The lower basin is taking action as a requirement of the 2019 Drought Contingency Plan, which set a threshold of 1,030-feet elevation in Lake Mead. It’s currently at 1,065 feet.

“We have all seen just how quickly the conditions have continued to deteriorate,” said Adel Hagekhalil, general manager of Metropolitan. “The lower-basin water users have recognized we don’t have a lot of time to wait. This unites Arizona, Nevada and California.”

The signing of the MOU came on the same day that the Bureau of Reclamation released its December 24-month study report, which predicts how much water will flow into Lake Powell, a critical data point for water planners. Last month, the bureau predicted the spring runoff would be about 82% of normal. But after a dry November in the upper basin, on Wednesday, the updated monthly estimate had fallen to just 64% of average. Water from Lake Powell feeds Lake Mead downstream. Modeling suggests Lake Powell could fall to below the minimum level needed to generate power by next fall.

Conditions are setting up to mirror a historically bad 2021, when a near-normal snowpack translated to only 31% of normal runoff. It was the second-worst inflow to Lake Powell ever. One of the culprits was a hot, dry previous summer and fall, underscoring the outsized impacts that continuing drought and rising temperatures from climate change are having on the flows of the Colorado River.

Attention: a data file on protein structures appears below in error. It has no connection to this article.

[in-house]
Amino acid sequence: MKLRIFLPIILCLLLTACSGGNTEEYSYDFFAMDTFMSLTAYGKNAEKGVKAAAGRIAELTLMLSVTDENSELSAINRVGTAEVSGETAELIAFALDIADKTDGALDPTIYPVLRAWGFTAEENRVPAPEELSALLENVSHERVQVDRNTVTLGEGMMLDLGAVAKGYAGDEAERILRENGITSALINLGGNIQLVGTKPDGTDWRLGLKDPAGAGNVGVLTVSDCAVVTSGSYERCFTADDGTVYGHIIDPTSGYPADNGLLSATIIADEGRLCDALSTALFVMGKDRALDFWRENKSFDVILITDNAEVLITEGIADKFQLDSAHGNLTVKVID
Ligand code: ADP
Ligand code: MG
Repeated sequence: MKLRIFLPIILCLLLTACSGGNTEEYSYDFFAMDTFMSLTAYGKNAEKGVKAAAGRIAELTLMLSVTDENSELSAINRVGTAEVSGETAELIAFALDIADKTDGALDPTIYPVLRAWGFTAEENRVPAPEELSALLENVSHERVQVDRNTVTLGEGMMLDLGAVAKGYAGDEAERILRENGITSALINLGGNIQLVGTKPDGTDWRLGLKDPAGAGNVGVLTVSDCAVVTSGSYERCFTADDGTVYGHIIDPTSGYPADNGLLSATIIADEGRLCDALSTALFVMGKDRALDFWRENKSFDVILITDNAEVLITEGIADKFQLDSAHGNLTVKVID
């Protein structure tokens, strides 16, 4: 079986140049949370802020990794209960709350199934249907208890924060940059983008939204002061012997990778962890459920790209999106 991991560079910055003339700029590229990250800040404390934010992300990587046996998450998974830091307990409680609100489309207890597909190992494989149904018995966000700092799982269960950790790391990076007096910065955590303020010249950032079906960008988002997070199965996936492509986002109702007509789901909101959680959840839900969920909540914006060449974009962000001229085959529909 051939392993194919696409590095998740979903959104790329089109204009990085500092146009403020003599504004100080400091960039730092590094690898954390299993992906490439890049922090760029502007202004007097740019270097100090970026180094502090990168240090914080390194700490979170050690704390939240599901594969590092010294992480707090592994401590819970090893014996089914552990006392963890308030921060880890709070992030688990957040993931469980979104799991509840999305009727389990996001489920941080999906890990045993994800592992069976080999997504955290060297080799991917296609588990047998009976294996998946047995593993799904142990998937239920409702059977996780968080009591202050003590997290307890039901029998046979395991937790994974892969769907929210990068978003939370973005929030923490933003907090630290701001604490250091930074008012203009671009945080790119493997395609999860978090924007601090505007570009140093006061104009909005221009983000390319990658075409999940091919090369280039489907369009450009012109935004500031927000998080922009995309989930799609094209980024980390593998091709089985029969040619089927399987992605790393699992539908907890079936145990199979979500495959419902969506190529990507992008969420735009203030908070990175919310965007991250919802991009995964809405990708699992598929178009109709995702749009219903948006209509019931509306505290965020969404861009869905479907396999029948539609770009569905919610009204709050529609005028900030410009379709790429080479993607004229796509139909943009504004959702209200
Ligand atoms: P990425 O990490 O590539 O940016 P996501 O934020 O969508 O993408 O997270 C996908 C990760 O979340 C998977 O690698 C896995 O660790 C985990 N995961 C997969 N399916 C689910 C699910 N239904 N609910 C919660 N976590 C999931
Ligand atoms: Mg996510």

“The last 22 years has no 20th-century analogue,” said Brad Udall, senior water and climate research scientist at Colorado State University. “If you call it anything, call it the new abnormal.”

Upper Basin Colorado River Commissioner Pat Tyrrell, who represents Wyoming, said the 500+ Plan was a quick action to respond to the quickly deteriorating conditions.

“It is not painless, that part is self-evident,” he said. “There is no effective approach to the imbalance that doesn’t impact some water user somewhere.”

It’s still unclear where exactly the 500,000 acre-feet of water would come from. One possibility is paying irrigators to voluntarily leave water in the river.